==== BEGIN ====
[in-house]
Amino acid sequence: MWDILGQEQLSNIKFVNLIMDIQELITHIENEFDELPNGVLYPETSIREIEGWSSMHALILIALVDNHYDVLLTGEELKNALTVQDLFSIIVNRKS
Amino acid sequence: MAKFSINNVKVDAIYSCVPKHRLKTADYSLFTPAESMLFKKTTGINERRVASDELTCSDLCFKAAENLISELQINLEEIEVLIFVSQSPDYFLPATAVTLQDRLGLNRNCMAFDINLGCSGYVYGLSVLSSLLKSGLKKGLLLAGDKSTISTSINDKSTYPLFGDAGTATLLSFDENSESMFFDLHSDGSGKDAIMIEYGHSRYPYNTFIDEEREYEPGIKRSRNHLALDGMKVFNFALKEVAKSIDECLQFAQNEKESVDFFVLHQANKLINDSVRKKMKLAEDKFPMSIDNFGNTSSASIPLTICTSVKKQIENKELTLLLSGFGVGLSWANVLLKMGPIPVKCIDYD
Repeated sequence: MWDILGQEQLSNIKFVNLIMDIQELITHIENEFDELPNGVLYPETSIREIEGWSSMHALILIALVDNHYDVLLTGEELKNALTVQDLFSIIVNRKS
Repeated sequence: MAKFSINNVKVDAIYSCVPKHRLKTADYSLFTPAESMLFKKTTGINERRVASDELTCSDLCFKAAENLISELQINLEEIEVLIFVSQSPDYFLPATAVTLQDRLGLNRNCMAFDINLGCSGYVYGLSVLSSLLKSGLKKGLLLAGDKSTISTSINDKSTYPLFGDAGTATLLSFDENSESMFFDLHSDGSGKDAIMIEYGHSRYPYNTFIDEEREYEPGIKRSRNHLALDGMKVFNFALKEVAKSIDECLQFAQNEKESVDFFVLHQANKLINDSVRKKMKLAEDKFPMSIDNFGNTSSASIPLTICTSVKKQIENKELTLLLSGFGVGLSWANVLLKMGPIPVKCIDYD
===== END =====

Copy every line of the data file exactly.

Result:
[in-house]
Amino acid sequence: MWDILGQEQLSNIKFVNLIMDIQELITHIENEFDELPNGVLYPETSIREIEGWSSMHALILIALVDNHYDVLLTGEELKNALTVQDLFSIIVNRKS
Amino acid sequence: MAKFSINNVKVDAIYSCVPKHRLKTADYSLFTPAESMLFKKTTGINERRVASDELTCSDLCFKAAENLISELQINLEEIEVLIFVSQSPDYFLPATAVTLQDRLGLNRNCMAFDINLGCSGYVYGLSVLSSLLKSGLKKGLLLAGDKSTISTSINDKSTYPLFGDAGTATLLSFDENSESMFFDLHSDGSGKDAIMIEYGHSRYPYNTFIDEEREYEPGIKRSRNHLALDGMKVFNFALKEVAKSIDECLQFAQNEKESVDFFVLHQANKLINDSVRKKMKLAEDKFPMSIDNFGNTSSASIPLTICTSVKKQIENKELTLLLSGFGVGLSWANVLLKMGPIPVKCIDYD
Repeated sequence: MWDILGQEQLSNIKFVNLIMDIQELITHIENEFDELPNGVLYPETSIREIEGWSSMHALILIALVDNHYDVLLTGEELKNALTVQDLFSIIVNRKS
Repeated sequence: MAKFSINNVKVDAIYSCVPKHRLKTADYSLFTPAESMLFKKTTGINERRVASDELTCSDLCFKAAENLISELQINLEEIEVLIFVSQSPDYFLPATAVTLQDRLGLNRNCMAFDINLGCSGYVYGLSVLSSLLKSGLKKGLLLAGDKSTISTSINDKSTYPLFGDAGTATLLSFDENSESMFFDLHSDGSGKDAIMIEYGHSRYPYNTFIDEEREYEPGIKRSRNHLALDGMKVFNFALKEVAKSIDECLQFAQNEKESVDFFVLHQANKLINDSVRKKMKLAEDKFPMSIDNFGNTSSASIPLTICTSVKKQIENKELTLLLSGFGVGLSWANVLLKMGPIPVKCIDYD